Try reading some medical rules with gloves that prevent contamination.

If you really care about purity such as i had to when sealing semiconductor synthesized materials in quartz, you have to etch the quartz in pure HF (Hydrofloric Acid). You don;t want to get near that stuff. A drop on your skin might kill you. The torch used was pure Oxygen and Pure Hydrogen. Again to reduce contaminants.

When working in High Vaccum environments, NO fingerprints are allowed. Then there are wacky thngs called virtual leaks that you have to eliminate when building the system. Screws (Vented screws) have to be used which have a hole down the center so you can pump out the air between the threads.

I've seen plenty of PCB board damaged when the flux wasn't removed.

For soldered pins, I generally used a resistance soldering tool, so the pins would not get solder on it.

I had contamination issues with brand new solenoid valves. brand new valves would buzz if operated off of dry air and 24 VAC. As received, they had to be taken apart, cleaned and re-assembled.

The extra steps were required and I never had issues.

So, for your cables, resistance soldering and flux removal ought to have worked.

For cables that I made at work for use at work, I generally used gold flash pins. These were typically circular connectors with 4, 9, xx and 37 pins.

For electrical connections that used screws, loctite 222.
Gold can be plated in extremely thin layers and still achieve corrosion resistance of the underlying copper (this means that even some inexpensive connector pins can be plated in gold at 0.5um). Thin is good enough for connectors that are connected/disconnected only a few times in their lifetime.

You would think thicker gold plating would be a good thing - more is better. In general, more is better, unless it is not.

In the unusual case where gold is crunched onto a tin surface, you can get intermetallic migration that forms a gold/tin alloy at the surface (Au(Sn)4). It is brittle and dark - one type of purple plague. To avoid, make sure thick gold plated pins are not mated to dull tin finish. There is not generally enough gold to cause a brittle gold/tin alloy cleavage issue when thin gold plated pins are used.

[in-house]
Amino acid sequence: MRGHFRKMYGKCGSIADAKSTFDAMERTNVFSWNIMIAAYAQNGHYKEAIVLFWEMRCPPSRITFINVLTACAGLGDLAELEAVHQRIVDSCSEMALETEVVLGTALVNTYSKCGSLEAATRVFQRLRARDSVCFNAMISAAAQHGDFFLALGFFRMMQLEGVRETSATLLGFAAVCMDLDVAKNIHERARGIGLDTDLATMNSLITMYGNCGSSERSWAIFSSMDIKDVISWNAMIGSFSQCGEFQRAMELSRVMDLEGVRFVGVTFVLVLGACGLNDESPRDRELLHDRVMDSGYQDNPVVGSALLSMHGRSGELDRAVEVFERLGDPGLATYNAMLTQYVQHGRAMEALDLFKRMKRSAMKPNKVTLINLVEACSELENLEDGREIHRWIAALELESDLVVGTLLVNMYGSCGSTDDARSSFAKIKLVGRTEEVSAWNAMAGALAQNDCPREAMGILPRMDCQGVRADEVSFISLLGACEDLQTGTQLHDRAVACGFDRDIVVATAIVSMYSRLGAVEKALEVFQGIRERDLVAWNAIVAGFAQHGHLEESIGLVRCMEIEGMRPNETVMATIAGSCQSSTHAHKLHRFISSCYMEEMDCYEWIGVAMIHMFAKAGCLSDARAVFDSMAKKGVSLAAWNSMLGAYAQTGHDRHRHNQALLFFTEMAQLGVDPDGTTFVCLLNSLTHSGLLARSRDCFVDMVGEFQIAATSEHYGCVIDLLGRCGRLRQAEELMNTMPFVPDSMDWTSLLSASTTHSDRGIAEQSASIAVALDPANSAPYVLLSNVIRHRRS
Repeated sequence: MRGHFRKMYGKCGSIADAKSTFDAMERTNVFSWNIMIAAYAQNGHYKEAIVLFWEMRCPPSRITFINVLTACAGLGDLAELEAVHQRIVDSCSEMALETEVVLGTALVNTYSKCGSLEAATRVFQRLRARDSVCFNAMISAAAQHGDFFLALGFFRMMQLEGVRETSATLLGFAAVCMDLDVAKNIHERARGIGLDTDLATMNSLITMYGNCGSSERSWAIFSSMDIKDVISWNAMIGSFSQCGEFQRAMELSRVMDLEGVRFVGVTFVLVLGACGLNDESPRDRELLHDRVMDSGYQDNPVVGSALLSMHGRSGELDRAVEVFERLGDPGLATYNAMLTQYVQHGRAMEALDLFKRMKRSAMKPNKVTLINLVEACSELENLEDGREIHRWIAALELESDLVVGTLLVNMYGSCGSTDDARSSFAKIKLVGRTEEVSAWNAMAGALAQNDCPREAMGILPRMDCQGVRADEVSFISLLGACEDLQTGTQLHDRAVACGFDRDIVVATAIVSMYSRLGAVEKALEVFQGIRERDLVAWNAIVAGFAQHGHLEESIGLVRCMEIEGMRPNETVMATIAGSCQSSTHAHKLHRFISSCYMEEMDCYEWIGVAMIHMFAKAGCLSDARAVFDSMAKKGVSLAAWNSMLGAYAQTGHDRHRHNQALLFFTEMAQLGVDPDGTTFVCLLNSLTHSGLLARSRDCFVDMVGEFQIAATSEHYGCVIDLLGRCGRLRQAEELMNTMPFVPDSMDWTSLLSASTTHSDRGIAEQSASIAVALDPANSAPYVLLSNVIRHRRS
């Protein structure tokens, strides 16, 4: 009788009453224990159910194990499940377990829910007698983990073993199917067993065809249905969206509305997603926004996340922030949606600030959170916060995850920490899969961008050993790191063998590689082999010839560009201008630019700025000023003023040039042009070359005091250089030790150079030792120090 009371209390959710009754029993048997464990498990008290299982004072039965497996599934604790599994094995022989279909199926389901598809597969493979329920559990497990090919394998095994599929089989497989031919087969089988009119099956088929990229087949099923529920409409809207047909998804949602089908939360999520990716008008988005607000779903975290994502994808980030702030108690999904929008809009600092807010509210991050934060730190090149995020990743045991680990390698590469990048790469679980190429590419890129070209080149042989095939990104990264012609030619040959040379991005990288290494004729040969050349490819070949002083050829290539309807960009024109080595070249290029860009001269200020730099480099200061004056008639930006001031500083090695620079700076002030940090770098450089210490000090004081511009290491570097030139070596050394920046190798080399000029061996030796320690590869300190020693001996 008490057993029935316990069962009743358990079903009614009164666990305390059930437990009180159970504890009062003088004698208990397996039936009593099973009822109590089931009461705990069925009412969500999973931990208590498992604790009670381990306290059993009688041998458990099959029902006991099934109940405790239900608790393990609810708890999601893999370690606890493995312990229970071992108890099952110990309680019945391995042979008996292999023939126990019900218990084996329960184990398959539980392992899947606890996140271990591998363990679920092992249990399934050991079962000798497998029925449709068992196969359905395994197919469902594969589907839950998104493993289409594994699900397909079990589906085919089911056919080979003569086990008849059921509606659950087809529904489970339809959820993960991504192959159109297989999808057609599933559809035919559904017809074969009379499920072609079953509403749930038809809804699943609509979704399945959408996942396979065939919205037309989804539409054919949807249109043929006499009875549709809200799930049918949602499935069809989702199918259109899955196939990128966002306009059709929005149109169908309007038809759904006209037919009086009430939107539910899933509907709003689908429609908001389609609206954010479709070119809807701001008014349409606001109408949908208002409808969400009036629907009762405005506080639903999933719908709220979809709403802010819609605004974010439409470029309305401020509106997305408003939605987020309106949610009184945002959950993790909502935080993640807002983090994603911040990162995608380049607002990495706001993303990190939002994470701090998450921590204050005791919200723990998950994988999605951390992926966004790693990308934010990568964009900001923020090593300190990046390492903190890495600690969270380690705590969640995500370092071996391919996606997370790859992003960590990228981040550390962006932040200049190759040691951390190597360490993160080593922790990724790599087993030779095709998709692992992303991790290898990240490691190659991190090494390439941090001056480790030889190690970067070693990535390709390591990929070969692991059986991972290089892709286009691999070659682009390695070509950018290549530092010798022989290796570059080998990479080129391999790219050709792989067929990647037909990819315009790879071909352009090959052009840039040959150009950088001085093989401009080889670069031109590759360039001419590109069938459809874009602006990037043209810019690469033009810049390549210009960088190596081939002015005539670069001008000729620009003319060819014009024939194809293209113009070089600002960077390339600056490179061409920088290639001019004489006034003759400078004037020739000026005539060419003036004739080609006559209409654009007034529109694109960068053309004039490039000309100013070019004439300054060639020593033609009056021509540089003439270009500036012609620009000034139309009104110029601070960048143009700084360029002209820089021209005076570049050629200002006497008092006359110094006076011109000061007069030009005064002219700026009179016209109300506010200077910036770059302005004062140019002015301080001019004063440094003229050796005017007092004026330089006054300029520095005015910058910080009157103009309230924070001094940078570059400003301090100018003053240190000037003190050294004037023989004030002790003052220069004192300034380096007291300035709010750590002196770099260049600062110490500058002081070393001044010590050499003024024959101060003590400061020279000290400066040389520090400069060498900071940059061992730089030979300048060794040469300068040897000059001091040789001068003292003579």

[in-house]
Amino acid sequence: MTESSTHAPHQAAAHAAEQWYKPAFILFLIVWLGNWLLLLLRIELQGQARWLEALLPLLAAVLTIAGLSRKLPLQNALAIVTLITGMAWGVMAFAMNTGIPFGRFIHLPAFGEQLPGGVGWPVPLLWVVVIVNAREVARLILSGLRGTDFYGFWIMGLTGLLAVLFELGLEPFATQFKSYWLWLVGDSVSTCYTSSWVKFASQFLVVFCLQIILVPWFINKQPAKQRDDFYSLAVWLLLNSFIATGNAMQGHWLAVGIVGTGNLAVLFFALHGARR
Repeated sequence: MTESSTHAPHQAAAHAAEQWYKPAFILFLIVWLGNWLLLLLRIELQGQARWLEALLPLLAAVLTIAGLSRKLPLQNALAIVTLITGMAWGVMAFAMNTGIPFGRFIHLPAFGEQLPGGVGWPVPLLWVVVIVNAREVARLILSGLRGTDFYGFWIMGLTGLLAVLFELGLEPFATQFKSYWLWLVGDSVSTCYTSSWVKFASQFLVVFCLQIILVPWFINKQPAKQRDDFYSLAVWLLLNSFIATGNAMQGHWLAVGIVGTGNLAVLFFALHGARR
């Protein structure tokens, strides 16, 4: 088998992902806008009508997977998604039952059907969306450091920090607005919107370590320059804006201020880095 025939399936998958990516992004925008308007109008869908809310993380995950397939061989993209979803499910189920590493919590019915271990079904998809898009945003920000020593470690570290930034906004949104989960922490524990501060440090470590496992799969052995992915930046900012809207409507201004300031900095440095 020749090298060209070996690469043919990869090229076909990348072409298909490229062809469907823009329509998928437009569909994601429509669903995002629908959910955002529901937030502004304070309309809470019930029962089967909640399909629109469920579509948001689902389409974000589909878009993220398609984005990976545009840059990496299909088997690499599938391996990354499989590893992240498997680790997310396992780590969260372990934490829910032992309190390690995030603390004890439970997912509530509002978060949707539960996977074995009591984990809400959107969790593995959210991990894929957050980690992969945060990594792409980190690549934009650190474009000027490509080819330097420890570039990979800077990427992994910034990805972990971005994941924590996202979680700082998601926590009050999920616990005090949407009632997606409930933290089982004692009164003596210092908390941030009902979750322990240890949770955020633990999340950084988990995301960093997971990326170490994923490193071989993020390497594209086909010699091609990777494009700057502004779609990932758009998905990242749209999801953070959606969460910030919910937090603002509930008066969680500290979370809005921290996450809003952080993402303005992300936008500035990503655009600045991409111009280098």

In my 'tale' I don't think there was any solder / flux involved , just a 'gold' female connector replaced by a 'tin' version . ( Bench engineer in gloves :D ) Still not sure if this M/F pairing is okay ?

In the unusual case where gold is crunched onto a tin surface

Sorry I was unclear but I did not mean soldered when I said crunched. I meant forceful physical contact causes slow, intermetallic migration - weeks to months time scale.
Those terminals shown marked as 'tin' look very similar to the ones we made at Delphi Packard Electric, for use in car wiring. And some of them had gold plating on them. But they were only plated where they made conact with the mating terminal. The plating was actually done before all of the stamping and forming of the terminals. Never got to see how the plating was done on just small parts of a strip of metal that was much wider. The process was done in a locked room with restricted access do to the gold.